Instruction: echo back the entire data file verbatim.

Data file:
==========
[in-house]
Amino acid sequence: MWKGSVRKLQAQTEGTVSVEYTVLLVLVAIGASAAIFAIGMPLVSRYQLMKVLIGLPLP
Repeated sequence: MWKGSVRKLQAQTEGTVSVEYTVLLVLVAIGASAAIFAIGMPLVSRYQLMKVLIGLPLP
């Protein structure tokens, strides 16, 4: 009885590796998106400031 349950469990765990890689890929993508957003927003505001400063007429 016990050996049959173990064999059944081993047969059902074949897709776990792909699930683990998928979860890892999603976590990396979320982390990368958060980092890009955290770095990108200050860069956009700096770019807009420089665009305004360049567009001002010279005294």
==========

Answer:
[in-house]
Amino acid sequence: MWKGSVRKLQAQTEGTVSVEYTVLLVLVAIGASAAIFAIGMPLVSRYQLMKVLIGLPLP
Repeated sequence: MWKGSVRKLQAQTEGTVSVEYTVLLVLVAIGASAAIFAIGMPLVSRYQLMKVLIGLPLP
């Protein structure tokens, strides 16, 4: 009885590796998106400031 349950469990765990890689890929993508957003927003505001400063007429 016990050996049959173990064999059944081993047969059902074949897709776990792909699930683990998928979860890892999603976590990396979320982390990368958060980092890009955290770095990108200050860069956009700096770019807009420089665009305004360049567009001002010279005294």